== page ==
A researcher from the Southern Illinois University School of Medicine is drawing lots of good Pentagon buzz through her research into how a common antioxidant found in fermented dairy products can be used to protect the hearing of military personnel exposed to high-level noise events, such as the roar of a jet engines and the crack of automatic weapons, according to Military Times.
Kathleen Campbell, an audiologist and SIU professor at the university’s Carbondale campus, has been studying the protective properties of D-methionine — an antioxidant found in cheeses and yogurt — for well more than a decade, testing its effectiveness in preventing damage caused by excessive noise and other sources. Her research is being tested at a firing range at the Army’s Drill Sergeant Instructor Course at Fort Jackson, S.C.
The U.S. Army hopes Campbell’s research will result in a daily pill that soldiers can take to protect themselves from noise-related hearing loss. That’s a big issue for the military, as the threshold for preventing permanent hearing loss is 85 decibels. A jet engine at takeoff emits 140 decibels. An M16 shot rings out 156 decibels.
Sign Up and Save
Get six months of free digital access to Belleville News-Democrat
For men and women who have fought in the country’s wars in Iraq and Afghanistan, death behind the wheel is becoming another lethal after-effect of combat, according to the Washington Post.
After they leave military service, veterans of the two wars have a 75 percent higher rate of fatal motor vehicle accidents than do other civilians. Troops still in uniform have a higher risk of crashing their cars in the months immediately after returning from deployment than in the months immediately before. People who have had multiple tours in combat zones are at highest risk for traffic accidents.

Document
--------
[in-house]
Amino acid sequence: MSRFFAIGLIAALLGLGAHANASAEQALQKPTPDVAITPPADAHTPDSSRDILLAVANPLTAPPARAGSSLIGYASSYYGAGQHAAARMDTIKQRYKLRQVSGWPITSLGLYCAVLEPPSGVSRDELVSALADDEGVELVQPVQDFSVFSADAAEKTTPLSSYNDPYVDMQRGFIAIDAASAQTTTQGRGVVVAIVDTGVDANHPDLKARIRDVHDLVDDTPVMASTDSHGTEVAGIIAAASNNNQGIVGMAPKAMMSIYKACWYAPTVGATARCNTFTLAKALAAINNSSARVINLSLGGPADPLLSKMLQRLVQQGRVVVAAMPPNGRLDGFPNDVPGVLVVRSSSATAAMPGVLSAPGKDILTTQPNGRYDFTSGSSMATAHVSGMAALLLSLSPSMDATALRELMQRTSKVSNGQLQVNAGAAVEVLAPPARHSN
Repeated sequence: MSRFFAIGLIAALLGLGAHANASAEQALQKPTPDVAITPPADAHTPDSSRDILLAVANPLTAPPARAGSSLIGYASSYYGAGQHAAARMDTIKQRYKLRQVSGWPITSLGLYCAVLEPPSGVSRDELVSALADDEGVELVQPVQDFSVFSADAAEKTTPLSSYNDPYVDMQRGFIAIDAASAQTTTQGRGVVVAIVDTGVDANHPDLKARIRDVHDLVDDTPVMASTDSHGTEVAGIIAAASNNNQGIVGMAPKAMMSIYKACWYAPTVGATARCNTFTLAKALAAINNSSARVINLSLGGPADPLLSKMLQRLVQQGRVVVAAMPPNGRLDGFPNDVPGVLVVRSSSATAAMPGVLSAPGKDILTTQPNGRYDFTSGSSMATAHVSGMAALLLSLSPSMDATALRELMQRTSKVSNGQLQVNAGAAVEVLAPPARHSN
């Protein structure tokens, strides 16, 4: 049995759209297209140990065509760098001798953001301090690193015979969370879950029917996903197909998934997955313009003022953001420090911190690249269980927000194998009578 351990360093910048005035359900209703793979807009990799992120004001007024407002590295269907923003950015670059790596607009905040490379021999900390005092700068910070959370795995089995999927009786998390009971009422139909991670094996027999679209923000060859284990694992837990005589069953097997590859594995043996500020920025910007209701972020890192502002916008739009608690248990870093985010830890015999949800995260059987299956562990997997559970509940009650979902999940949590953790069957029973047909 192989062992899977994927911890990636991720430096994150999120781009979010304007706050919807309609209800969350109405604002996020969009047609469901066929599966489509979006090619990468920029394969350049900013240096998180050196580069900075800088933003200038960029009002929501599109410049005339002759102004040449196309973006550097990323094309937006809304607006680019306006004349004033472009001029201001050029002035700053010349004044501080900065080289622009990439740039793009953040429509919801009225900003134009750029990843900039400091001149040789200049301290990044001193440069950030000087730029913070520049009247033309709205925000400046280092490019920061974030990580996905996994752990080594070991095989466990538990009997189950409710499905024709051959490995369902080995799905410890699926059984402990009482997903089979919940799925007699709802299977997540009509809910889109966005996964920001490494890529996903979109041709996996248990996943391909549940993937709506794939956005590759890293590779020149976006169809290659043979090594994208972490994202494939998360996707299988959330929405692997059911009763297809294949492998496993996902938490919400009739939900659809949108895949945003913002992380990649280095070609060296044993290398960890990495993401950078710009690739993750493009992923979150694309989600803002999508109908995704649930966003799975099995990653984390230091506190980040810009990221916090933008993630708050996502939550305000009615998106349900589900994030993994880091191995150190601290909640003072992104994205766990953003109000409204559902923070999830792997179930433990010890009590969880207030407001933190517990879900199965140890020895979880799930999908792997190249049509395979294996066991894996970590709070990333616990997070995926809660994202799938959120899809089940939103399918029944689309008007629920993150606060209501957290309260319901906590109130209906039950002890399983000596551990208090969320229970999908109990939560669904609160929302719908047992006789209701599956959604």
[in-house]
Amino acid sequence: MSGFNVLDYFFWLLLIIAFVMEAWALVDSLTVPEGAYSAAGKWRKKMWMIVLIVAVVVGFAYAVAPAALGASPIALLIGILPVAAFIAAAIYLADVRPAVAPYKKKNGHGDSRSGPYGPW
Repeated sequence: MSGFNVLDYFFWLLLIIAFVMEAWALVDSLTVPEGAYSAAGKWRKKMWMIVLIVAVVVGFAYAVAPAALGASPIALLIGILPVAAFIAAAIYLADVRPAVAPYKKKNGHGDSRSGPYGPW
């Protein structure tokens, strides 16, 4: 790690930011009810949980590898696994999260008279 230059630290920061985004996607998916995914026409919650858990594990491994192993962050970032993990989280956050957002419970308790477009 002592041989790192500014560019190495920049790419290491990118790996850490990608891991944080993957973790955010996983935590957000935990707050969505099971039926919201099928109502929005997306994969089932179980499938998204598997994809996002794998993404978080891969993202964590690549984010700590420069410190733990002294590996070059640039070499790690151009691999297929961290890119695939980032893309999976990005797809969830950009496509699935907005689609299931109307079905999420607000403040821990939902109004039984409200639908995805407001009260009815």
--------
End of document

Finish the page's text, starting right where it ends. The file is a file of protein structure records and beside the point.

The most common explanation is that troops bring back driving habits that were lifesaving in war zones but are dangerous on America’s roads. They include racing through intersections, straddling lanes, swerving on bridges and, for some, not wearing seat belts because they hinder a rapid escape.
The US Air Force’s top general has called for increased oversight of Boeing’s KC-46 tanker schedule, signaling the Pentagon’s rising frustration with the program’s repeated delays and cost overruns, according to Defense News.
During an exclusive interview with Defense News, Gen. Mark Welsh called on Boeing to provide a “predictable” timetable the Air Force can track from now until August 2017 — the company’s deadline to deliver 18 operational tankers to the fleet.
“We’re at a point now where we really need to see the first flight of this tanker, the actual tanker variant,” Welsh said.
Welsh’s remarks reflect the Air Force’s growing concern that Boeing may not meet the critical deadline. Earlier this summer, Boeing was forced to postpone the first flight, a key milestone, after a mislabeled chemical was mistakenly loaded into the aircraft’s refueling line during testing. Boeing now anticipates the event will occur about a month later than planned, in late August or early September.
Contact reporter Mike Fitzgerald at email@example.com or 618-239-2533.